Did you know that the average annual cost of housing juveniles in a locked facility is $88,000 per person? As a whole, states spend approximately $6,000,000,000 a year on incarcerated youth. In addition to the cost, incarcerated youth are 50 times more likely to recidivate than their counterparts who remain in the community. Finally, 70 percent of incarcerated youth have committed nonviolent crimes and could be managed safely within their own communities.
H.R. 3114 tackles this issue.
H.R. 3114, proposed on October 6, 2011, would provide grants for Civic Justice Corps programs for court-involved, previously incarcerated, and otherwise disadvantaged youth and young adults.
This bill would allow states a grant to operate the Civic Justice Corps Model.The Civic Justice Corps Model would:
- Recruit and enroll youth with court involvement, previous incarceration and otherwise disadvantaged youth and young adults ages 16-25.
- Provide educational programing and support to allow participants to obtain their GED or high school diploma
- Provide an interdisciplinary approach to transitional service planning
- Work on life and job skills through community service based projects
- Work with employers in the community to provide post-program opportunities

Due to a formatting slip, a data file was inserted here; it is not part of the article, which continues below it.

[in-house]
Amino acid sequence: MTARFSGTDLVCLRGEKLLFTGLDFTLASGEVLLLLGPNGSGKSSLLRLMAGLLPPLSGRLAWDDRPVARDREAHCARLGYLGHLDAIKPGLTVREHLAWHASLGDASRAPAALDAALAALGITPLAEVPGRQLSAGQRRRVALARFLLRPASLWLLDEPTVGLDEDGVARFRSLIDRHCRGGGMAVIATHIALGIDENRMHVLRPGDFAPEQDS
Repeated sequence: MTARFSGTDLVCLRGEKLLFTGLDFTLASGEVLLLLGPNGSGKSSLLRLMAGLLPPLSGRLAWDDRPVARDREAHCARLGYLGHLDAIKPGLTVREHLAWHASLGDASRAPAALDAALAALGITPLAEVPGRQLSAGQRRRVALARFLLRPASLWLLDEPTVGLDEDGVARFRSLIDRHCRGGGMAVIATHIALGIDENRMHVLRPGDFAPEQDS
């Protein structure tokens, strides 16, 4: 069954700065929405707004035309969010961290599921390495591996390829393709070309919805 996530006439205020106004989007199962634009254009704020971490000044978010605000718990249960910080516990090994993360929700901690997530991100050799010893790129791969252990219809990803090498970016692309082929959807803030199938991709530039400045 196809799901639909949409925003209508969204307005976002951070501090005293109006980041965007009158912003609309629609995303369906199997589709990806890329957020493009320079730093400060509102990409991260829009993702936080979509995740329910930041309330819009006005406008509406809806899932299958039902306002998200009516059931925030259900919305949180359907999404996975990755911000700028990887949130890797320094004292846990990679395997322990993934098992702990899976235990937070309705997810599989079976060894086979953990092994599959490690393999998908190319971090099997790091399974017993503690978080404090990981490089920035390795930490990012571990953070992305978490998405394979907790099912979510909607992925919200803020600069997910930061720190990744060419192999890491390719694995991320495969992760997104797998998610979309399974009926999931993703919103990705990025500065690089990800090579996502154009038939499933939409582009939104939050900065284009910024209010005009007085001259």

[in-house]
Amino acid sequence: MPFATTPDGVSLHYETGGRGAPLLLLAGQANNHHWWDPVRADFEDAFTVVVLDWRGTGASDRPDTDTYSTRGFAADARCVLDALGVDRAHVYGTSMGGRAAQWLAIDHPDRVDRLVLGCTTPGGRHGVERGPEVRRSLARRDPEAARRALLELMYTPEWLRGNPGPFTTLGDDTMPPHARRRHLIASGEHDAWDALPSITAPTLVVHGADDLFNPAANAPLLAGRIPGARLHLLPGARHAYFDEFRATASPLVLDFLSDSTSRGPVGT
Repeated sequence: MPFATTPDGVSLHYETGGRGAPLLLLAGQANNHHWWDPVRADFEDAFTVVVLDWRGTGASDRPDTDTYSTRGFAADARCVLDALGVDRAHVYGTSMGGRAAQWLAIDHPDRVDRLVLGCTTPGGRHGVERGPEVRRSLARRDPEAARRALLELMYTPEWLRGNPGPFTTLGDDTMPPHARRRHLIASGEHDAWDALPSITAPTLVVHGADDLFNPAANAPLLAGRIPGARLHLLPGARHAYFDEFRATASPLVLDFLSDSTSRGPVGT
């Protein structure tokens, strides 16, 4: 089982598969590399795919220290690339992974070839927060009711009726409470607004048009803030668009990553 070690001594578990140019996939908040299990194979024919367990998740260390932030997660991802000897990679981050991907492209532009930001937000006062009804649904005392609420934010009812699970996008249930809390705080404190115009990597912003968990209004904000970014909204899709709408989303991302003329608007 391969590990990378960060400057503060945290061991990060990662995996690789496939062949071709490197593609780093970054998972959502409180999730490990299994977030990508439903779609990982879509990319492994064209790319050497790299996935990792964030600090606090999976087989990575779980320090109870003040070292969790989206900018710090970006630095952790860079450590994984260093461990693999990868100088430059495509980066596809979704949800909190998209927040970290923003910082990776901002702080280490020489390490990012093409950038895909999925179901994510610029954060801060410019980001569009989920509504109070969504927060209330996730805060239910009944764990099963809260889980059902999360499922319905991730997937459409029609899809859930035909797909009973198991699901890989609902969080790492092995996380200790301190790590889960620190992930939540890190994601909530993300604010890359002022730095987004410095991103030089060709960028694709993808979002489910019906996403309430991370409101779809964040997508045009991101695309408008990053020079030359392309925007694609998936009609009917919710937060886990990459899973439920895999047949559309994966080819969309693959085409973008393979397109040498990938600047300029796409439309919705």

- Provide post-program support for the youth for at least 12-months following completion
- Complete studies for effectiveness
Wisconsin has 8 Civic Justice Corps compared to one in Minnesota.
Implications for child welfare policy
Although this bill's text does not mention youth involved in the child welfare system, it does have implications for child welfare policy, considering that "child abuse and neglect increase the risk of arrest as a juvenile by 55% and the risk of committing a violent crime by 96%," according to The Judges' Page issue on crossover cases. Because of the model's emphasis on education, work readiness, and other skills needed for independent living, this bill could provide needed assistance for older youth involved in both systems as they work to transition to independent living.
Do you think this model would reduce the states' costs of youth incarceration? Do you believe this model would help lower the youth recidivism rate? How do you feel that this ties in with child welfare policy?